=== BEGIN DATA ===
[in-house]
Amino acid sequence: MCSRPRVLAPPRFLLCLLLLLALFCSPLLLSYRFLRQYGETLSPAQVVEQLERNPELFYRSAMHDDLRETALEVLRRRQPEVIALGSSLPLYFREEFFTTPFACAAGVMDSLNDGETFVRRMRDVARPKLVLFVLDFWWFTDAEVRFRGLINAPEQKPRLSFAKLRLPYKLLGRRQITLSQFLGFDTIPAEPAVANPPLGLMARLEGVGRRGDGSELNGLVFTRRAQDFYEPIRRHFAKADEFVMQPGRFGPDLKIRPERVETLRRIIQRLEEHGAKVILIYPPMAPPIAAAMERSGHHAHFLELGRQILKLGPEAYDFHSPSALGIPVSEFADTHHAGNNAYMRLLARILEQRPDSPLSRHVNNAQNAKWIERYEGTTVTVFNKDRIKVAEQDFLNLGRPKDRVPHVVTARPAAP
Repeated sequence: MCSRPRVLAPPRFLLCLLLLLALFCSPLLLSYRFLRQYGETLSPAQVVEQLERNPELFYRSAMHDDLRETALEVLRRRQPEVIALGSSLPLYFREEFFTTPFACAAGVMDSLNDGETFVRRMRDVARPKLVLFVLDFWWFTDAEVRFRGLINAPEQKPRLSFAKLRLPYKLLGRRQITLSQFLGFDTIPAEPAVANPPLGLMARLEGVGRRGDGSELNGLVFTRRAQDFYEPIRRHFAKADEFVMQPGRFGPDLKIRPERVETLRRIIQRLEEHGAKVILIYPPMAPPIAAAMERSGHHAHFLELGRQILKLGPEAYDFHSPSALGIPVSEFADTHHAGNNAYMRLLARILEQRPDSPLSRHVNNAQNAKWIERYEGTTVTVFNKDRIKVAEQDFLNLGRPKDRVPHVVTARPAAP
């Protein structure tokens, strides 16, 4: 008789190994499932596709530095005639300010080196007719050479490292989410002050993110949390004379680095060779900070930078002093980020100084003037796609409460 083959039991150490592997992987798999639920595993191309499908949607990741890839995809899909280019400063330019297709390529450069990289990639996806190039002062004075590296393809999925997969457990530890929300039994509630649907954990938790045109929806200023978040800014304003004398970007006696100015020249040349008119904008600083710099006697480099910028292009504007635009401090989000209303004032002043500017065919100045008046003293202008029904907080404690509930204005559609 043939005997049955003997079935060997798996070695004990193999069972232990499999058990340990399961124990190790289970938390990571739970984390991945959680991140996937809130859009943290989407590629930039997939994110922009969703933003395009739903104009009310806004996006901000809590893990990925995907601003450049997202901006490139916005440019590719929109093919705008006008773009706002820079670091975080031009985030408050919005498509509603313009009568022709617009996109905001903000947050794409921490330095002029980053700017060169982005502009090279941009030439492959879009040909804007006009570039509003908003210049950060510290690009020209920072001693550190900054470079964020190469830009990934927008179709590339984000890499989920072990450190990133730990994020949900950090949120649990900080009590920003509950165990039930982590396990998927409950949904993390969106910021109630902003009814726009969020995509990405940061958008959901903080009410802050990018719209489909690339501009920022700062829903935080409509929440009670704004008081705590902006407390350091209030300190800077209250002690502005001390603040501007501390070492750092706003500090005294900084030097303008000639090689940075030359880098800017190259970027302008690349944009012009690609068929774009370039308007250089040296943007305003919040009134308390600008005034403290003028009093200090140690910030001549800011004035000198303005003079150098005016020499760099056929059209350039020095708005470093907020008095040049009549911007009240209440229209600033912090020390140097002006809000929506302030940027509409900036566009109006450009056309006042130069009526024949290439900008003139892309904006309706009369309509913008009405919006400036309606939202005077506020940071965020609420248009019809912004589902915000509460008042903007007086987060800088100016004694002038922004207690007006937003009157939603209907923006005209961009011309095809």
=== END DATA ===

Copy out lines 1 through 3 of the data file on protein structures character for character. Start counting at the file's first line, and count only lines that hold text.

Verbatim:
[in-house]
Amino acid sequence: MCSRPRVLAPPRFLLCLLLLLALFCSPLLLSYRFLRQYGETLSPAQVVEQLERNPELFYRSAMHDDLRETALEVLRRRQPEVIALGSSLPLYFREEFFTTPFACAAGVMDSLNDGETFVRRMRDVARPKLVLFVLDFWWFTDAEVRFRGLINAPEQKPRLSFAKLRLPYKLLGRRQITLSQFLGFDTIPAEPAVANPPLGLMARLEGVGRRGDGSELNGLVFTRRAQDFYEPIRRHFAKADEFVMQPGRFGPDLKIRPERVETLRRIIQRLEEHGAKVILIYPPMAPPIAAAMERSGHHAHFLELGRQILKLGPEAYDFHSPSALGIPVSEFADTHHAGNNAYMRLLARILEQRPDSPLSRHVNNAQNAKWIERYEGTTVTVFNKDRIKVAEQDFLNLGRPKDRVPHVVTARPAAP
Repeated sequence: MCSRPRVLAPPRFLLCLLLLLALFCSPLLLSYRFLRQYGETLSPAQVVEQLERNPELFYRSAMHDDLRETALEVLRRRQPEVIALGSSLPLYFREEFFTTPFACAAGVMDSLNDGETFVRRMRDVARPKLVLFVLDFWWFTDAEVRFRGLINAPEQKPRLSFAKLRLPYKLLGRRQITLSQFLGFDTIPAEPAVANPPLGLMARLEGVGRRGDGSELNGLVFTRRAQDFYEPIRRHFAKADEFVMQPGRFGPDLKIRPERVETLRRIIQRLEEHGAKVILIYPPMAPPIAAAMERSGHHAHFLELGRQILKLGPEAYDFHSPSALGIPVSEFADTHHAGNNAYMRLLARILEQRPDSPLSRHVNNAQNAKWIERYEGTTVTVFNKDRIKVAEQDFLNLGRPKDRVPHVVTARPAAP